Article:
But how do I communicate this difference to others, if communication of a private experience is specifically something I find so difficult, and if I don’t even have a strong grasp of what their private experience is like so that I might translate my experience into words that make sense from their perspective? (The notion of incommensurability in philosophy of science comes to mind.)
The Value of Characters More Obviously Autistic Than Myself
Upon reflection, I realize now that this might actually be a great reason to accept and even encourage the representation of characters with particularly obvious traits of autism, even if it might be somewhat exaggerated or caricatured (as long as it is done respectfully, of course). This is because such characters give me something clear and unambiguous which I can point to and exclaim, “That’s how I feel! That’s how I wish I could be! Those are the same problems and frustrations, joys and delights, confusions and puzzles that stream through my mind!” These sentiments would probably not be expected of me by most others, or at least not the force with which I want to state them. I don’t generally exhibit the same symptoms, or if I do, they usually appear to be far more mild. And it is only reasonable for others to presume that my internal state of mind corresponds fairly closely with my external presentation.
But that’s just not true. As I noted above, I can be very private about things. And few people will ever even know, because I’ve had so much practice at keeping things private. It is my default behavior, my modus operandi. I’ve gotten so good at it that I seem to have lost much of my skill to not do it (if I ever had any such skill to begin with). But I don’t want people to misunderstand me. I don’t want people to have an inaccurate perception of me. Not that I need people to know every little detail about what it’s like to be me inside my own head, but it’d be great if they had a generally accurate understanding. I also don’t want to be inauthentic; that’s intensely important to me. Granted, I rarely if ever try to actively mislead anyone about who I am or what I want, as that would severely violate ethical expectations I place upon myself. But I’m learning that my privacy can still be passively misleading, often in ways that are a minor detriment to myself, and on occasion a regretful detriment to others too.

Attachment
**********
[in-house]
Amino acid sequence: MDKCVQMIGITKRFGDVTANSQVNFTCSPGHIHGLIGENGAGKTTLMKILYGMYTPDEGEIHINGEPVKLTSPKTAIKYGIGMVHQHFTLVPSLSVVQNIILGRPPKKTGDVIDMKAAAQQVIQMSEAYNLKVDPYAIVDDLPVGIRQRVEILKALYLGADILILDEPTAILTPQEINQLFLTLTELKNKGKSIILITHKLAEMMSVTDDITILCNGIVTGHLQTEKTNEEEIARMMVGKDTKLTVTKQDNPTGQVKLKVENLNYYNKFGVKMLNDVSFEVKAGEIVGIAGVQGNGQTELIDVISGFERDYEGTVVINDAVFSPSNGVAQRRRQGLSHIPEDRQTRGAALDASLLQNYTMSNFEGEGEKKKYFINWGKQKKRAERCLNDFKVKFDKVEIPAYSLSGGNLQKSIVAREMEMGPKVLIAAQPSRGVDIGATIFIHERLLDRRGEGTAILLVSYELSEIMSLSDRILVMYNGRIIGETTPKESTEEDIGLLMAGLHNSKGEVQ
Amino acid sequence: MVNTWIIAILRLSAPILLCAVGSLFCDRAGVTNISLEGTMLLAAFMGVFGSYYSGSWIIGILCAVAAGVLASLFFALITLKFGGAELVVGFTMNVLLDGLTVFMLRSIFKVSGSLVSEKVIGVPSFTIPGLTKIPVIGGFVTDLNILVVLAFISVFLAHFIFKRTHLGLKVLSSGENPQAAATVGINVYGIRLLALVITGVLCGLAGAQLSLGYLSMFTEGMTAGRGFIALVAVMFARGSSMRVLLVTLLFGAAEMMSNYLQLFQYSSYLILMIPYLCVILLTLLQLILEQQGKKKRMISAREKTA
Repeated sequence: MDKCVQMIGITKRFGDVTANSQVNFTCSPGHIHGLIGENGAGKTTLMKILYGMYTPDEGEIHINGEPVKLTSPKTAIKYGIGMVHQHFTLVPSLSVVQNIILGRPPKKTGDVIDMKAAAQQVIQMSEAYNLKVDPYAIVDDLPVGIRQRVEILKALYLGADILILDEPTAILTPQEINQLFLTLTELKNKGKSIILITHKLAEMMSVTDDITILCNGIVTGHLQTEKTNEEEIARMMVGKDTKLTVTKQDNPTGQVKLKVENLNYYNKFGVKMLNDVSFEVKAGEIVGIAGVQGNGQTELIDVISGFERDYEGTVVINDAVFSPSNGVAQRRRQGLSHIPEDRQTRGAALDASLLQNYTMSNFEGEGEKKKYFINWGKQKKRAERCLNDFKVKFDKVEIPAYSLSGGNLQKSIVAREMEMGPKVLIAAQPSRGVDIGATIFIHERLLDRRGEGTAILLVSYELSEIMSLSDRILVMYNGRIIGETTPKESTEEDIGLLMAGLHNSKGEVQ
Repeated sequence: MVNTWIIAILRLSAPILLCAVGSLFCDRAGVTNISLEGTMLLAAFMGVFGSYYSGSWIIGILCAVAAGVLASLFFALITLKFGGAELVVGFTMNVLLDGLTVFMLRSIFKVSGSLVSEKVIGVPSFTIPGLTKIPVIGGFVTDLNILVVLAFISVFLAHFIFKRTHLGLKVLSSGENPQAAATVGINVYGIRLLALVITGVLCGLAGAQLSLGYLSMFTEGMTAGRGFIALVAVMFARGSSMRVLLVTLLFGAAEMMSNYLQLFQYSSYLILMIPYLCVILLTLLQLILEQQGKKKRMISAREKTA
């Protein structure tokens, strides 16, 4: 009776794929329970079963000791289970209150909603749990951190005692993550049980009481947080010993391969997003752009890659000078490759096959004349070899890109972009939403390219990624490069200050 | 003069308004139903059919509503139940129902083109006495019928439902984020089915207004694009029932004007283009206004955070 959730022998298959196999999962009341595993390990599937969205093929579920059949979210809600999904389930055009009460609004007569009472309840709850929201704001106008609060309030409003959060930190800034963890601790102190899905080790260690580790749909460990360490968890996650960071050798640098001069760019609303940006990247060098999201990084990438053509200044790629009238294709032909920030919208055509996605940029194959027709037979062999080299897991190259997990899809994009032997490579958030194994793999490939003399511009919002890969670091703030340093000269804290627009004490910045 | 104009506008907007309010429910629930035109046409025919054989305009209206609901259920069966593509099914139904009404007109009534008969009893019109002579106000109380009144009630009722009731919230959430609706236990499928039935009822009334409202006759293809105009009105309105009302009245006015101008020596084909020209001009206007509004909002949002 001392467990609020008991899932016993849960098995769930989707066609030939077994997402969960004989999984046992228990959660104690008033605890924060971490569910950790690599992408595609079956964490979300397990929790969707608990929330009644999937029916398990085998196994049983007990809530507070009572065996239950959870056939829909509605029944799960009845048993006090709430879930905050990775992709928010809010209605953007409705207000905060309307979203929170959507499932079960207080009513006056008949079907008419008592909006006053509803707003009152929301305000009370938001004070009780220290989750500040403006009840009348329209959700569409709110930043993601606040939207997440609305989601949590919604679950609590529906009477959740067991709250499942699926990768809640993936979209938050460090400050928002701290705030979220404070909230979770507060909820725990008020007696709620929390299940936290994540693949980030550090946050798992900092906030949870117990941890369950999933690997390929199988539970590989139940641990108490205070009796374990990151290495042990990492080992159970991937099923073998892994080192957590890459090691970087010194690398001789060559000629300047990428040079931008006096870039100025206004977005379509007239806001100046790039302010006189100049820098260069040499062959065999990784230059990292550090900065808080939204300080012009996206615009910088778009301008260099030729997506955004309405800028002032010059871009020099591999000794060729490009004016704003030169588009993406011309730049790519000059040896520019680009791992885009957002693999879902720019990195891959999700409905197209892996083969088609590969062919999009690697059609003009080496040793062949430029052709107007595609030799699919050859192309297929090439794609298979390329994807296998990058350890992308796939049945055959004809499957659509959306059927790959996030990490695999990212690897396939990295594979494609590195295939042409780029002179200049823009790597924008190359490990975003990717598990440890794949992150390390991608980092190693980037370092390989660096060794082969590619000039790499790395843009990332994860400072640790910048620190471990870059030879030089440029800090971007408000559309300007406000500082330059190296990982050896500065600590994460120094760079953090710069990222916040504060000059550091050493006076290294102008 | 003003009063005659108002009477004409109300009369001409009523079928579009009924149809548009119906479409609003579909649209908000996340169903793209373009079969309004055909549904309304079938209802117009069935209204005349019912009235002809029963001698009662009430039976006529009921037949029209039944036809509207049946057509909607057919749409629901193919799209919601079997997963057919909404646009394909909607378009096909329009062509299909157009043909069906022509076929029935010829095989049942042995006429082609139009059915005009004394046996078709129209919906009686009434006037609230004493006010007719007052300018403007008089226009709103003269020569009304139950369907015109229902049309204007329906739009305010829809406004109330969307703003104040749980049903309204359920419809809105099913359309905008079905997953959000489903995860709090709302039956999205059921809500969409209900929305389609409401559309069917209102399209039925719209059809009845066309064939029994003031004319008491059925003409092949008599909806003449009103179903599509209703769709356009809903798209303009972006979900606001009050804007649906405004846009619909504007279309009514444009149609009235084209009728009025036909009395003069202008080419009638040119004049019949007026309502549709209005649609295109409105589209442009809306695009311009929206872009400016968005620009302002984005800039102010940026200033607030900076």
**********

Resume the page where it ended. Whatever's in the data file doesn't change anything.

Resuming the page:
Because of this privacy, any character that behaves relatively similar to how I behave cannot actually be a very effective tool for communicating to others the inner details of my experiences. A fictional character with well-masked autism might as well simply be non-autistic, for all practical purposes. But a clearly affected fictional character might actually be usable to communicate experiences to others that would otherwise pass unnoticed. What I realize now is that characters who more obviously exhibit autistic symptoms should not be seen as representing what I am like, as that is clearly not the case for those who know me. Rather, I would say that they represent what it is like to be me, a far less obvious concept, and thus a much more important concept for me to be able to communicate.
This perspective may help to strengthen my self-confidence, too. Quite often I’ve noticed a hesitancy to identify strongly with certain characters, for fear that I’m reading too much into that emotional connection that I feel. It’s like some weird and inverted variant of imposter syndrome, as if I feel “unworthy” to identify with those characters on the grounds that I don’t exhibit the same outward behaviors that they do. At the very least, I fear that other people will question the strength of my identification on those grounds, even if I don’t internally. But now I can see that I identify not because I am like that character in a way that is obvious to everyone else, but because I am like that character on the inside, to a degree that would understandably be unknowable to anyone other than myself.